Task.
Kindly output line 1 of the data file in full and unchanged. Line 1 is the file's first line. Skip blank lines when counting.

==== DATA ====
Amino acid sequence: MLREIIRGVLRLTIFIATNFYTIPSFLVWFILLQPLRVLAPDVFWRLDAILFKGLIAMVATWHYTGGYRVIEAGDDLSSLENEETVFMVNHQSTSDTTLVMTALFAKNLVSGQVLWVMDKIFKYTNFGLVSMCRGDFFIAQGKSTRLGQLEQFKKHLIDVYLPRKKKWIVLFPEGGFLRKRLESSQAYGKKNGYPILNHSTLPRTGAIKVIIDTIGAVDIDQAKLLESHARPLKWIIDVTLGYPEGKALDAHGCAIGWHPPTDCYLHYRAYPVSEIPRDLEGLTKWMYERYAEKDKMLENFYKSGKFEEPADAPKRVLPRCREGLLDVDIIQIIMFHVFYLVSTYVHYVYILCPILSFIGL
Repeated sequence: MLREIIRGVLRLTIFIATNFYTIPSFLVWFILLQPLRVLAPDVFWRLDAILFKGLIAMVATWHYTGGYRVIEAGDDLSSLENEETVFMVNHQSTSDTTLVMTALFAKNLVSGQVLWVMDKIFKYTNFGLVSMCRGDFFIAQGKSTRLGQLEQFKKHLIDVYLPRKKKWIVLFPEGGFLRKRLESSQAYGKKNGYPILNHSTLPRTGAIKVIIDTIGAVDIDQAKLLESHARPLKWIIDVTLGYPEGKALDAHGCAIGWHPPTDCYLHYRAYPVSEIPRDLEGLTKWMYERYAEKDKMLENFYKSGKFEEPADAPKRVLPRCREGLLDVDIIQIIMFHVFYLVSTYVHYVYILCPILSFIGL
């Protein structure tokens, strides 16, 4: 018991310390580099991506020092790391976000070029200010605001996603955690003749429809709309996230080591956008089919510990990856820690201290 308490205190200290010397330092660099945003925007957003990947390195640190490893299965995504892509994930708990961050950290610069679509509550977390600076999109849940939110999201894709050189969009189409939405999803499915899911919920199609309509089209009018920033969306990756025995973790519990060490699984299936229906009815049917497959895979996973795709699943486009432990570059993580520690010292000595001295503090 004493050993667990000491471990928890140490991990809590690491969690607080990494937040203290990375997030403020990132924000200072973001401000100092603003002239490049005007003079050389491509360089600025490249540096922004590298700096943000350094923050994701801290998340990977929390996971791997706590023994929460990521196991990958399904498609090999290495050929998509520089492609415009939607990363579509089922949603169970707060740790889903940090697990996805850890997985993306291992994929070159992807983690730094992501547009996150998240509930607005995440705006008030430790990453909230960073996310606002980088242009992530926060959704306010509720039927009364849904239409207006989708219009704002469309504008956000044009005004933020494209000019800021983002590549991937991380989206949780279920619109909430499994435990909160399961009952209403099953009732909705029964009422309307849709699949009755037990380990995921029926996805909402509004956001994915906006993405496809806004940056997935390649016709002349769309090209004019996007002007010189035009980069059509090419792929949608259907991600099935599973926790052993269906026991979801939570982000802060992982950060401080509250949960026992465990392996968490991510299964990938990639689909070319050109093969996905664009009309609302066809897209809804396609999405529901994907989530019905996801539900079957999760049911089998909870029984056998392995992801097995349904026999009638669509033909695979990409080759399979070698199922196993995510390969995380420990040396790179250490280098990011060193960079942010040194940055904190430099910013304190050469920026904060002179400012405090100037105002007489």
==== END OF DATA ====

Amino acid sequence: MLREIIRGVLRLTIFIATNFYTIPSFLVWFILLQPLRVLAPDVFWRLDAILFKGLIAMVATWHYTGGYRVIEAGDDLSSLENEETVFMVNHQSTSDTTLVMTALFAKNLVSGQVLWVMDKIFKYTNFGLVSMCRGDFFIAQGKSTRLGQLEQFKKHLIDVYLPRKKKWIVLFPEGGFLRKRLESSQAYGKKNGYPILNHSTLPRTGAIKVIIDTIGAVDIDQAKLLESHARPLKWIIDVTLGYPEGKALDAHGCAIGWHPPTDCYLHYRAYPVSEIPRDLEGLTKWMYERYAEKDKMLENFYKSGKFEEPADAPKRVLPRCREGLLDVDIIQIIMFHVFYLVSTYVHYVYILCPILSFIGL